These sessions are a vital building block in supporting over 800 Disabled people each year to enjoy the benefits of cycling.  Our service is unique in South London and we ensure that our services are accessible to everyone who wishes to use them, regardless of impairment, but also regardless of age, ethnicity, gender, sexual orientation, religious belief, etc. We are open to anyone who experiences barriers to cycling, whatever the reason, and we have the experience and equipment to find solutions to any issue which impacts on a person’s ability to enjoy cycling.

Wheels for Wellbeing has also become the campaigning voice of Disabled cyclists. We work proactively with local and national Government and other bodies, to influence design and policy decisions and increase equality for Disabled people who wish to cycle for transport, leisure or exercise.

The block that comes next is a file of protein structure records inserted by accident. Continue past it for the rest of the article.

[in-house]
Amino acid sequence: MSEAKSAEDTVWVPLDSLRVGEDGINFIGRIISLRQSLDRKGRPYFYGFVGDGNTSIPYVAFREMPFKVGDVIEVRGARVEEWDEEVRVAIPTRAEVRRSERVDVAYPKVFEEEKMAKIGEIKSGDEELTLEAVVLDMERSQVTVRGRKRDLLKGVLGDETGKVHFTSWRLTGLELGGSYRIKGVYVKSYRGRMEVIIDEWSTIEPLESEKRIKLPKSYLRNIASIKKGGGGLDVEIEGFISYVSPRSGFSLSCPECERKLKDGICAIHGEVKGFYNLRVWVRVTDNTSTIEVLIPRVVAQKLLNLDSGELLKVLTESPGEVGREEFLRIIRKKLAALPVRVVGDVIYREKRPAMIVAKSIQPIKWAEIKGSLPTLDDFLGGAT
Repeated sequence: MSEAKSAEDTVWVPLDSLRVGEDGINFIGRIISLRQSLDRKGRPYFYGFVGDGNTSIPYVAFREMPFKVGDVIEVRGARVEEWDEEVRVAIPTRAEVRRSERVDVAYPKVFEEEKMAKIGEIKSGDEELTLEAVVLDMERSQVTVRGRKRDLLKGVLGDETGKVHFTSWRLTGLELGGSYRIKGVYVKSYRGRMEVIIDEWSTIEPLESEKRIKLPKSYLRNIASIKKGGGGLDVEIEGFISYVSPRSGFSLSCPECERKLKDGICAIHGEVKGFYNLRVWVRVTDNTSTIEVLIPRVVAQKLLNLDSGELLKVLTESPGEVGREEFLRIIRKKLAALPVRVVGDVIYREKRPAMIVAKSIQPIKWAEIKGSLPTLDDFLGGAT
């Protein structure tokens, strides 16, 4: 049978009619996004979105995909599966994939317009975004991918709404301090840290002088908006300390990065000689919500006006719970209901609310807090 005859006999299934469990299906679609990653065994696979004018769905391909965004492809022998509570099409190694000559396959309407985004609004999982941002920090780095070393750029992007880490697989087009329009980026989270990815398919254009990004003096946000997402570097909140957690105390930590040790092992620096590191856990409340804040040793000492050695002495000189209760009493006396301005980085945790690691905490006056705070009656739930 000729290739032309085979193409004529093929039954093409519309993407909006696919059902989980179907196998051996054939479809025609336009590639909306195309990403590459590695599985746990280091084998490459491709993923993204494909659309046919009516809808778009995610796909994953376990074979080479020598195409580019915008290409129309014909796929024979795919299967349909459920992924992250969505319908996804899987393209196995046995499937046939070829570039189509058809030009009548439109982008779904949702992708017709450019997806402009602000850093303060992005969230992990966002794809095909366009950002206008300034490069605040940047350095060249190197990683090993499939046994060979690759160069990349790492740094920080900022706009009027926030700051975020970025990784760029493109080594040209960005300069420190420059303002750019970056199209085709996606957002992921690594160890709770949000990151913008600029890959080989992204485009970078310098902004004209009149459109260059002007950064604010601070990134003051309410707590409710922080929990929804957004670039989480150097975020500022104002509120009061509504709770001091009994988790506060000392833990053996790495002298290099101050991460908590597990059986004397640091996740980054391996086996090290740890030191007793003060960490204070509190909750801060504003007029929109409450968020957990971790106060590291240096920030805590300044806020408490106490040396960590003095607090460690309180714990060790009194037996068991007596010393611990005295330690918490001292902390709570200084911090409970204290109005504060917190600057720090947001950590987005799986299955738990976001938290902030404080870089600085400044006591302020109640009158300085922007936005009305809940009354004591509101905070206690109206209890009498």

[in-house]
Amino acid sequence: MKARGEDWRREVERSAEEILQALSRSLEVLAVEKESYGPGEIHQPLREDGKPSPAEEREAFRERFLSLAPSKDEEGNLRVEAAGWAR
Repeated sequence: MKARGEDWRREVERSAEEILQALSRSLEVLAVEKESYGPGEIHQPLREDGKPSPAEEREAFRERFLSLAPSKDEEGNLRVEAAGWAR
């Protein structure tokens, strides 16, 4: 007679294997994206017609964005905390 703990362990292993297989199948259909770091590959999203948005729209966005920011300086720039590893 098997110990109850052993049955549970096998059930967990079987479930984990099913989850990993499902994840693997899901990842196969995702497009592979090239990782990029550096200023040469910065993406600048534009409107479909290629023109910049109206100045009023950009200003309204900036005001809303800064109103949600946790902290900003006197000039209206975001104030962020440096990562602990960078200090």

Organisation’s objectives:

Wheels for Wellbeing exists to enhance Disabled people’s lives by removing the physical, societal and attitudinal barriers to cycling, ensuring that anyone can access the physical, emotional and social benefits that it brings.  Our aim is that more disabled people in the UK will cycle for everyday journeys – transport, leisure or exercise – and cycle routes will be inclusive and accessible. Our work will transform attitudes to disability and ensure a healthier population, resulting in more people having the option to choose active travel modes as an alternative to cars more often, making streets safer and improving air quality.

About the project

Wheels for Wellbeing Inclusive Cycling in Schools